2017 tax bracket rates

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Taxpayers for 2017 fall into one of seven brackets, depending on their taxable income: 10%, 15%, 25%, 28%, 33%, 35% or 39.6%. Because the U.S. tax system is a progressive one, as income rises, increasingly higher taxes are imposed. But those in the highest bracket don’t pay the highest rate on all their income. For example, for 2017 taxes, single individuals pay 39.6% only on income above $418,401 (above $470,001 for married filing jointly); the lower tax rates are levied at the income brackets below that amount, as shown in the table below.

The table displays tax brackets according to filing status: single, married filing jointly or qualifying widower, head of household and married filing separately. The IRS makes inflation adjustments each year.

Federal tax brackets: 2017 tax brackets (for taxes due April 17, 2018)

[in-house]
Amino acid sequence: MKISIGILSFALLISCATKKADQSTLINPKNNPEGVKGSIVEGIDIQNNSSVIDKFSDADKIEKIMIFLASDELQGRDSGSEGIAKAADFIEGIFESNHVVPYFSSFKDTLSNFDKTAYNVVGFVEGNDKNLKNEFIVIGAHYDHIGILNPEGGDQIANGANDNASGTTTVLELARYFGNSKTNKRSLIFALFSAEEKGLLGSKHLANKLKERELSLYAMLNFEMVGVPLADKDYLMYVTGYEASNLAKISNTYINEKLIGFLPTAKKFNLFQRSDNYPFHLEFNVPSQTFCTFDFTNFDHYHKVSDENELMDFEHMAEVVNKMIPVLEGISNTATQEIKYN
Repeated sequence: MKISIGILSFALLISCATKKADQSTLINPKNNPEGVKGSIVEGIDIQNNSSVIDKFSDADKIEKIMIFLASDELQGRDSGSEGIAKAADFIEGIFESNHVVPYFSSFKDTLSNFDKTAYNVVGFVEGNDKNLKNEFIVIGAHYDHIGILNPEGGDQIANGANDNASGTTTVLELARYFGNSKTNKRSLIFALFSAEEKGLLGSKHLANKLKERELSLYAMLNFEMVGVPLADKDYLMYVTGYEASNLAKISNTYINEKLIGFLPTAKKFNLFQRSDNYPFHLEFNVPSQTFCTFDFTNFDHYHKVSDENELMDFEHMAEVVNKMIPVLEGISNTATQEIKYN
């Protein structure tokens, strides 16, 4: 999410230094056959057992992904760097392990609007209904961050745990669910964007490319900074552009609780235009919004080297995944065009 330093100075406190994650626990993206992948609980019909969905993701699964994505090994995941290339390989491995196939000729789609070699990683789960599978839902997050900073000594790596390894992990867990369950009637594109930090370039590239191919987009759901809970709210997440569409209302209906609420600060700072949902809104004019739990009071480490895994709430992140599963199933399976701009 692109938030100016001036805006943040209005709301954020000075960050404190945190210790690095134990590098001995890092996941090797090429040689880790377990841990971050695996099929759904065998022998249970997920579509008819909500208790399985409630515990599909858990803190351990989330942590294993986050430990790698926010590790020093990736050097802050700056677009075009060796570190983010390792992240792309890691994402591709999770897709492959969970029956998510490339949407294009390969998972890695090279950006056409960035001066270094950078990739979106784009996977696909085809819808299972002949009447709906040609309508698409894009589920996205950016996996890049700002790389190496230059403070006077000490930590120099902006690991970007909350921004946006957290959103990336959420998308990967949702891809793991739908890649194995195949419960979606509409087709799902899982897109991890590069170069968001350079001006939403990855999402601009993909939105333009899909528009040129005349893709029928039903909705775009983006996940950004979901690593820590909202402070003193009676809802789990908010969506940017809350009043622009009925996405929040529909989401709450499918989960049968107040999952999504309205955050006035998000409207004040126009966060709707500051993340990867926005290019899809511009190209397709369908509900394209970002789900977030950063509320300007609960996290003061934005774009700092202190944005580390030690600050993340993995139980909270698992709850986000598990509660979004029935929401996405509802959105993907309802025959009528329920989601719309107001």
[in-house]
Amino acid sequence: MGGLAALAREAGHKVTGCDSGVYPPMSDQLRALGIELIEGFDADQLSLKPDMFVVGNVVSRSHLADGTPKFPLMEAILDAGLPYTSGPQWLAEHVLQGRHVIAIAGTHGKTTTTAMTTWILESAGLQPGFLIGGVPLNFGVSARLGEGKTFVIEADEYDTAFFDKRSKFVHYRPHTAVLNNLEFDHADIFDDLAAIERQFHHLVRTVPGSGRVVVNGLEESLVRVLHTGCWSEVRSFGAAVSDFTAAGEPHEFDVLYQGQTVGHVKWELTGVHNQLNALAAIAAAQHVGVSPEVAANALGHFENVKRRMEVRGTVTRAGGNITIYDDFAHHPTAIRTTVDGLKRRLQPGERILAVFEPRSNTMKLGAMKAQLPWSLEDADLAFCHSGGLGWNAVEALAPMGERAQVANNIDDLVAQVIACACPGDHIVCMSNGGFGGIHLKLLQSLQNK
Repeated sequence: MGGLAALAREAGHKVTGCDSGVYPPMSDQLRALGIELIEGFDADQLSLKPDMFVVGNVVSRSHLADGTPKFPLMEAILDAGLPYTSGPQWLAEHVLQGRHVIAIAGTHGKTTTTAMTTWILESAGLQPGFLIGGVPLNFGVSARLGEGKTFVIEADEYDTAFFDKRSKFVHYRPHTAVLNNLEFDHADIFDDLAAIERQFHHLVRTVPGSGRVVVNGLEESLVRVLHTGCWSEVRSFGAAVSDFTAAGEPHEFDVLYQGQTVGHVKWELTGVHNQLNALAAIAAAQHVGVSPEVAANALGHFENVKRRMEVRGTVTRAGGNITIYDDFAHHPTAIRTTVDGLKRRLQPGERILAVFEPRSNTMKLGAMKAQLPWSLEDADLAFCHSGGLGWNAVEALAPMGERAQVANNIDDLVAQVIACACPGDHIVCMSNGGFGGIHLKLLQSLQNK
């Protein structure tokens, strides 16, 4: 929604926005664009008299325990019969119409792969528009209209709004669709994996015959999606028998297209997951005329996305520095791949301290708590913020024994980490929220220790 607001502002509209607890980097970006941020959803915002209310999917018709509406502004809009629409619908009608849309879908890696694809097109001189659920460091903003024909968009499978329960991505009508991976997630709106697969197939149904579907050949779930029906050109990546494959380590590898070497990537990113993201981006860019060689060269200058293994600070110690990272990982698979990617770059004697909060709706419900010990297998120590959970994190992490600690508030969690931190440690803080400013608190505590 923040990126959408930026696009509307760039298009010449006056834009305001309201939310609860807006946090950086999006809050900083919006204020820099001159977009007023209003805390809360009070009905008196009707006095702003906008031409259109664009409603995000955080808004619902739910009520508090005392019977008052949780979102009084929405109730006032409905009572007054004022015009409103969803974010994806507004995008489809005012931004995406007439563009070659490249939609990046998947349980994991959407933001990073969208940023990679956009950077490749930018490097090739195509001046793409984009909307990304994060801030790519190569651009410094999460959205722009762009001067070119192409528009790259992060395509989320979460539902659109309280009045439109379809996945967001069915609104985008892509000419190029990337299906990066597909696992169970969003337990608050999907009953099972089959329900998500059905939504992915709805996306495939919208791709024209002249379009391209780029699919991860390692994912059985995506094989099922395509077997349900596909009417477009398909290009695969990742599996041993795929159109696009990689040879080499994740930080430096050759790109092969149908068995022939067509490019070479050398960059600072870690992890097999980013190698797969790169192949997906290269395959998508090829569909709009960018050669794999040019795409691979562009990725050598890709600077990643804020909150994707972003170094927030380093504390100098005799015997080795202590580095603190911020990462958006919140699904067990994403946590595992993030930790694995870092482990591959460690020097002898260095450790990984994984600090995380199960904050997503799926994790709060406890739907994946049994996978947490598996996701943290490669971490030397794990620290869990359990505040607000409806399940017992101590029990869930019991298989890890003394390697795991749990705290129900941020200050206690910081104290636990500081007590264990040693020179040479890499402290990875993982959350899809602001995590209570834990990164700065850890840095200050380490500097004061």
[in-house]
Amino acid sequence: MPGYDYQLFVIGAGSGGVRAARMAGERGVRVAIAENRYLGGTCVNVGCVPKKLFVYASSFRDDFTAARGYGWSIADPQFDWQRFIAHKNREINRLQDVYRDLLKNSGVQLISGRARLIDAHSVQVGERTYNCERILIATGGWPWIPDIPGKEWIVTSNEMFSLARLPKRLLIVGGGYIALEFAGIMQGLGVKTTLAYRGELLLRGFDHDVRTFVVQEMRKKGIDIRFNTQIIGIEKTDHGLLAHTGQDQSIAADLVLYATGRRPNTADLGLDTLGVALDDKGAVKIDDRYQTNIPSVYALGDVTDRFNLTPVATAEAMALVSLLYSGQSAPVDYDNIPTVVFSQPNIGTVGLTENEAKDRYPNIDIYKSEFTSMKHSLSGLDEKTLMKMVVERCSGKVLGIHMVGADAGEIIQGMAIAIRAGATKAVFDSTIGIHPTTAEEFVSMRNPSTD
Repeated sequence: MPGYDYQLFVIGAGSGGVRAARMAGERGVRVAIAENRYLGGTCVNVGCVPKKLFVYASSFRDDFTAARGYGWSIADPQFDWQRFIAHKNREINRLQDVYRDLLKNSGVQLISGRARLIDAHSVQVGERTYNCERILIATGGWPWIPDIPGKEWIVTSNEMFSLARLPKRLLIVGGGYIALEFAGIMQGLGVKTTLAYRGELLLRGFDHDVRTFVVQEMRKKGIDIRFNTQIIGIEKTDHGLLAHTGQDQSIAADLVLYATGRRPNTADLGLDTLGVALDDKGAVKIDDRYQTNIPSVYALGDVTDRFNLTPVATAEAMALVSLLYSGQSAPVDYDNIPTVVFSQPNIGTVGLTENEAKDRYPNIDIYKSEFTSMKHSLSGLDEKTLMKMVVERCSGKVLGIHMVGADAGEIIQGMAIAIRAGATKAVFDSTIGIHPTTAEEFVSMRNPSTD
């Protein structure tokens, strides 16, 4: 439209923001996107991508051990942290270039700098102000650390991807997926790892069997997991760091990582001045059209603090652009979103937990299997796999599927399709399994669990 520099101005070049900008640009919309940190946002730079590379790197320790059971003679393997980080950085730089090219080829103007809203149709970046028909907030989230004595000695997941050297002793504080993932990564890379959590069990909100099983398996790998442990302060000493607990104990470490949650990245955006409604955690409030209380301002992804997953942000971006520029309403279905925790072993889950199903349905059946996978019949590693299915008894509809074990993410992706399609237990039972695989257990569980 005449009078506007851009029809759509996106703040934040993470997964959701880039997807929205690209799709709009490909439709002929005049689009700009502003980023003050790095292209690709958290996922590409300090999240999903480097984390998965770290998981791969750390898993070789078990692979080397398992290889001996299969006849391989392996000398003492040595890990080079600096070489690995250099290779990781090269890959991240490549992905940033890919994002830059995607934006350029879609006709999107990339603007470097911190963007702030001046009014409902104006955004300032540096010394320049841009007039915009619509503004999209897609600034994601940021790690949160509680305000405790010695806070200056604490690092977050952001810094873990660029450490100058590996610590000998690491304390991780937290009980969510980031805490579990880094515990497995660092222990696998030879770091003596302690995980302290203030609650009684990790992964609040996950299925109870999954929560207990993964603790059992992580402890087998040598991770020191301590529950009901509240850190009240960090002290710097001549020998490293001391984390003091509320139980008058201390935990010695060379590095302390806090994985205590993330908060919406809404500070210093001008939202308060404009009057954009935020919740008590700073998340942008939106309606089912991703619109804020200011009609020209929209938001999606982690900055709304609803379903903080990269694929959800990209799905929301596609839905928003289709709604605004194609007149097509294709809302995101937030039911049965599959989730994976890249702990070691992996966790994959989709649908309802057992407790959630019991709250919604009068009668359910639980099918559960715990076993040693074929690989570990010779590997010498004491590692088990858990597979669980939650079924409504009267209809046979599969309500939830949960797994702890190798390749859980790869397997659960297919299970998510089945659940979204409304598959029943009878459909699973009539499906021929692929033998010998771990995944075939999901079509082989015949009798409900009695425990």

Tax rate Single Head of household
10% Up to $9,325 Up to $13,350
15% $9,326 to $37,950 $13,351 to $50,800
25% $37,951 to $91,900 $50,801 to $131,200
28% $91,901 to $191,650 $131,201 to $212,500
33% $191,651 to $416,700 $212,501 to $416,700
35% $416,701 to $418,400 $416,701 to $444,550
39.6% $418,401 or more $444,551 or more
Tax rate Married filing jointly or qualifying widow Married filing separately
10% Up to $18,650 Up to $9,325
15% $18,651 to $75,900 $9,326 to $37,950
25% $75,901 to $153,100 $37,951 to $76,550
28% $153,101 to $233,350 $76,551 to $116,675
33% $233,351 to $416,700 $116,676 to $208,350
35% $416,701 to $470,000 $208,351 to $235,350
39.6% $470,001 or more $235,351 or more